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Apr 5, 2012 11:07 PM

LA's Best Ramen?

So I have a friend coming to town and wants to see what the city offers in regards to Ramen. She's lived in Vancouver and Japan so it's not like I could put anything past her...

Any suggestions?

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  1. Controversial topic here in L.A., but I'll bite...

    My current picks:
    Mottainai - Flavor bombs, Sapporo style
    Tsujita LA - Tsukemen, Tokyo style
    Santouka - Get the #7 special kotteri broth
    Yamadaya - Kakuni ramen
    Miyata Menji - Unorthodox Italian-esque tsukemen

    Since your friend has lived in Japan, skip Daikokuya, Asahi

    (bracing for the firestorm which is about to erupt on this thread...)

    33 Replies
    1. re: J.L.

      I've gone to Tokyo and Yokohama several times and agree about skipping Daikokuya for ramen. The quality of their ramen does not justify the crowds.

      1. re: Ernie

        Those two places were among the few ramen joints around LA that were some of the better places long ago. I think part of the reason so many still go is because those of the previous ramen-dining generation still rec and go to those places. It's telling how much better the local ramen scene is now...

        I have been staying away from ramen for a while, but I'd pick Mottainai (Sapporo is memorable), Santouka and Yamadaya as my top three.

        1. re: bulavinaka

          those are my top 3, though tsujita is good too but i don't like waiting a long time for it.

          5 years ago, out of those 4, only santouka existed and the top 3 was probably something like santouka/shinsengumi/daikokuya. and santouka is a chain found in vancouver and japan as well.

          mottainai: sapporo + white bomb
          tsujia: ramen (chashu if you like meat)
          santouka: shio (chashu if you like meat)
          yamadaya: all-stars

            1. re: wienermobile

              All this ramen talk got me out of my ramen funk and I'm glad it did. We went to Mottainai and I had the kogashi miso ramen again with garlic bomb - yup, it's the best bowl I've had in LA...

              Their spinach with black sesame paste is pretty awesome as well...

              1. re: wienermobile

                > ttp://

                404 Not Found

                . . . even after adding the missing 'h' in 'http'.

                  1. re: Servorg

                    Ah, thanks, generic link. Thought it might have been a link to _which_ of Mottainairamen's ramens wienermobile was particularly happy with.

        2. re: J.L.

          That is pretty much my top three. Although I would put Tsujita as #1 because I prefer the broth and noodle texture. I haven't made it too Menji yet

          1. re: AAQjr

            Thanks for all of the suggestions! I'll definitely look smarter than I am. I plan on trying all of these, albeit not all w/ the friend.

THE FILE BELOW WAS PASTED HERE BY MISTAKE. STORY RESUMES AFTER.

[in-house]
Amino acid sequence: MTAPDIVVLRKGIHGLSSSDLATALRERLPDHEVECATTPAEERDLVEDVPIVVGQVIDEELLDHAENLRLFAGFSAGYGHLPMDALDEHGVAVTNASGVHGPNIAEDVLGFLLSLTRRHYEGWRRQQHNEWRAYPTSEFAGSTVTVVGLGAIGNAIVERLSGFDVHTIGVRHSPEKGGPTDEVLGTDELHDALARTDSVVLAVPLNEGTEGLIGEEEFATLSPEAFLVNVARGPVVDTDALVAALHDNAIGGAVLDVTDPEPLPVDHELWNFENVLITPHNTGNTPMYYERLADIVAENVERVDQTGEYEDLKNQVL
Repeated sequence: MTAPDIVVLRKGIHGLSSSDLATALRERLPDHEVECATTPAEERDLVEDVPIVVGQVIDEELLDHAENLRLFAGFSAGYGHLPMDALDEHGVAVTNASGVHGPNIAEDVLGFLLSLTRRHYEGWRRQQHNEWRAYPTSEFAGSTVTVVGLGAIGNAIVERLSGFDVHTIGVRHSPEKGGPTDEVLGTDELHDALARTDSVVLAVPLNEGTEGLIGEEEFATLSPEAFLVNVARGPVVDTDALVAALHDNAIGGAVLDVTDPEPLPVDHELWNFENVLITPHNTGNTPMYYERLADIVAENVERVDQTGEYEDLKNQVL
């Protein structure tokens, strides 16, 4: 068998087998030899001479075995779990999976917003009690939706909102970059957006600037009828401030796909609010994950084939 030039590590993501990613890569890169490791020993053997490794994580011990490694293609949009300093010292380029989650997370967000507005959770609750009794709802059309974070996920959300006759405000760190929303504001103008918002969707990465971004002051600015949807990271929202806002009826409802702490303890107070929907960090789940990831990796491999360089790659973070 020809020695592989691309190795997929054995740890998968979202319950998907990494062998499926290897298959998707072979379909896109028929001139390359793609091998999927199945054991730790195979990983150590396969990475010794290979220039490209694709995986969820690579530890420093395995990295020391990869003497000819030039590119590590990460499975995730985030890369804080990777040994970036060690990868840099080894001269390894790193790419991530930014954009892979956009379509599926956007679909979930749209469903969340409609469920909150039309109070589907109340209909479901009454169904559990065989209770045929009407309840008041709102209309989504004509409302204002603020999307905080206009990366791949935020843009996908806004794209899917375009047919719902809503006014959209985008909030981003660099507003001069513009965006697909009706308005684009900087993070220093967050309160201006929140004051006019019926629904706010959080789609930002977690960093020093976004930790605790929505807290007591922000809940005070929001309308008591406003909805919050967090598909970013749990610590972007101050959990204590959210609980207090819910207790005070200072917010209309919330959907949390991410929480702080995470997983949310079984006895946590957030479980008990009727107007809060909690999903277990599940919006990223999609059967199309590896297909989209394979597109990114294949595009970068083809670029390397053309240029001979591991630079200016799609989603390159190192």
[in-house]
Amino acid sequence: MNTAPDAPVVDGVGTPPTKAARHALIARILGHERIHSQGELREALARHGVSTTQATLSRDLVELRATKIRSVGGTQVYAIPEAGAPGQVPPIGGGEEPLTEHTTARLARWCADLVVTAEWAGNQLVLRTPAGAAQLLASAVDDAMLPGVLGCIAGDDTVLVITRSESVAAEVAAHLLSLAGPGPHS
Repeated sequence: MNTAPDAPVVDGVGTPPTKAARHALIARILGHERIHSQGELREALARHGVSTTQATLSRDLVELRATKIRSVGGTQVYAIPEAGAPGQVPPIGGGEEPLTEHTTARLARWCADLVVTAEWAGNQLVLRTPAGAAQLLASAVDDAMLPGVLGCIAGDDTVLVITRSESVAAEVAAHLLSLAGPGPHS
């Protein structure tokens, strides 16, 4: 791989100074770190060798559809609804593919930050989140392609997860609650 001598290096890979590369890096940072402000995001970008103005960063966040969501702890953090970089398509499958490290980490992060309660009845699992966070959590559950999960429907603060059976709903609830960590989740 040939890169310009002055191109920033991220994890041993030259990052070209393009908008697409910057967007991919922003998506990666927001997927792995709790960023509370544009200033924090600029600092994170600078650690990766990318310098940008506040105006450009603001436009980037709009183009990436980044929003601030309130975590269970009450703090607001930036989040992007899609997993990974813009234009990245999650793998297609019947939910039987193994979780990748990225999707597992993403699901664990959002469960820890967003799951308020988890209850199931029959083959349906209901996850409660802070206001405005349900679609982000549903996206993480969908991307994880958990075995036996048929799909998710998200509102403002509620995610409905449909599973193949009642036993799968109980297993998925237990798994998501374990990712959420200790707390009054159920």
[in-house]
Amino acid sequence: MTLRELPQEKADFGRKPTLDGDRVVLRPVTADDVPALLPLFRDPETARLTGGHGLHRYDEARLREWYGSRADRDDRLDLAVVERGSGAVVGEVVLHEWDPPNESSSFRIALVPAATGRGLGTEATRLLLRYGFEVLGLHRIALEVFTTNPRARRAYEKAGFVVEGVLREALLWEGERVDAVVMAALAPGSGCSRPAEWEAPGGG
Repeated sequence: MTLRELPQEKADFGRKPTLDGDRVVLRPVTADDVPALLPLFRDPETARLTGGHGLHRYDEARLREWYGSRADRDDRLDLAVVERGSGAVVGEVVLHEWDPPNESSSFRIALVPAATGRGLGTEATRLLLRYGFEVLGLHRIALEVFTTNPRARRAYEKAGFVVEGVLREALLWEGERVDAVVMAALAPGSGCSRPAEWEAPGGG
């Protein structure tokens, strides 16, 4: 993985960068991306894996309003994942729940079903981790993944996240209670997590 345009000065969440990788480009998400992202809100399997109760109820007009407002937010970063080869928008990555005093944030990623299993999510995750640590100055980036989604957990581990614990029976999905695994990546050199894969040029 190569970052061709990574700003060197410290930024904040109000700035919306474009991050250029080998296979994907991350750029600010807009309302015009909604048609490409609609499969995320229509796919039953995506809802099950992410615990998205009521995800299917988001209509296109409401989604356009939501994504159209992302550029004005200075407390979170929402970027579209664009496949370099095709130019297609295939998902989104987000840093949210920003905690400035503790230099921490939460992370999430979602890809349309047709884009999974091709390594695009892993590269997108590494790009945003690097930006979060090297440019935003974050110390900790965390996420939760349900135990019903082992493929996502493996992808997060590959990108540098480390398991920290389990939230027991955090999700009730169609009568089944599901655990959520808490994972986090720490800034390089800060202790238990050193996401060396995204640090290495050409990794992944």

Has anyone heard anything about Ikemen yet?

            1. re: mlreneau

              parking sucks, but i liked the tomato basil tsukemen.

                1. re: mlreneau

                  I would hit up daikokuya everyday before going back to ikemen.

              1. re: J.L.

                What about Orochon? Just good if you want to go after the spicy challenge ?

                1. re: kevin

                  Orochon is pretty much never mentioned except for the spicy challenge.

                  1. re: kevin

                    Orochon was pretty good a few years back but has declined. Mme. Akitist says the broth tastes "chemically".

                    1. re: Akitist

                      Went with some folks who wanted to do the challenge today (they failed). I had no-spicy. Agree the broth was chemical flavored but the noodles were tasty nonetheless.

                  2. re: J.L.

                    Enjoyed the tsukumen at Miyata Menji immensely.

                    1. re: J.L.

                      Eh, the people who shit on Daikokuya usually prove to just be scenester snobs jumping on the backlashwagon. In a blind taste test Daikokuya will stand AT LEAST even (and imo, considerably above) an otherwise passable broth by Santouka. People just hate it because of the lines (or worse, just because it's too well known). The smokier deeper broth, included egg, and their meat far surpasses the chewy stuff at the Santouka. And since it's way closer to me, I'm usually more then fine with shopping around for 30 mins while waiting for a table. And bonus points for not having to eat it in a shitty food court.

                      1. re: ThomasLC

                        Welcome to Chowhound, ThomasLC.

                        I don't mind waiting for food, as long as it's worthy of the wait. And I could care less where I eat said good food once I get it (if I didn't like food courts, a great portion of the glorious food mecca of Singapore wouldn't be possible for me to experience).